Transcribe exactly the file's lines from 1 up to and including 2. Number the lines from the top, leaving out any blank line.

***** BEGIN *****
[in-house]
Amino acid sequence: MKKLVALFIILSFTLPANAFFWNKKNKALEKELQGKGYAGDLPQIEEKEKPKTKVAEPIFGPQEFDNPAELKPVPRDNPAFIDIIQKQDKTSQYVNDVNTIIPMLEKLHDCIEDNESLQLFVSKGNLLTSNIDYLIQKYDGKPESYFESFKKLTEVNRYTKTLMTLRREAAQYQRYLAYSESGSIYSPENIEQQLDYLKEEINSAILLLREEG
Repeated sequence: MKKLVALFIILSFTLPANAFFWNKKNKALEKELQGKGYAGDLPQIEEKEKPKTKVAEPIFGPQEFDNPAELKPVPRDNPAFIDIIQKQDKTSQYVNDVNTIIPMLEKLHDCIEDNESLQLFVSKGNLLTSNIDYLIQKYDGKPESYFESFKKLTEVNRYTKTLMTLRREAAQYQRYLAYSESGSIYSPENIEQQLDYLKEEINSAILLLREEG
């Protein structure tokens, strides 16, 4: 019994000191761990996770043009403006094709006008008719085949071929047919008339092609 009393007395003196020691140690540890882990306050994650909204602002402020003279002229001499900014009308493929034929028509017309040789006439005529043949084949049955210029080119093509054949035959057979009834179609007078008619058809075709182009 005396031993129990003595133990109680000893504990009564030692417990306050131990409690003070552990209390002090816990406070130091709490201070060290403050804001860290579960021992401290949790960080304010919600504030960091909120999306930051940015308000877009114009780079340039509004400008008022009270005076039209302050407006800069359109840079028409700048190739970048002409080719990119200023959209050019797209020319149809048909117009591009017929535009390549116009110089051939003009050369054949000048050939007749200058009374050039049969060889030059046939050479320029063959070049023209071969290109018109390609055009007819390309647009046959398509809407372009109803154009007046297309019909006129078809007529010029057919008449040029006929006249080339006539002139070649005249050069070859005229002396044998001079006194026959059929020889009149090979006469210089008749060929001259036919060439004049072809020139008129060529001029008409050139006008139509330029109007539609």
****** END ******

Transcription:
[in-house]
Amino acid sequence: MKKLVALFIILSFTLPANAFFWNKKNKALEKELQGKGYAGDLPQIEEKEKPKTKVAEPIFGPQEFDNPAELKPVPRDNPAFIDIIQKQDKTSQYVNDVNTIIPMLEKLHDCIEDNESLQLFVSKGNLLTSNIDYLIQKYDGKPESYFESFKKLTEVNRYTKTLMTLRREAAQYQRYLAYSESGSIYSPENIEQQLDYLKEEINSAILLLREEG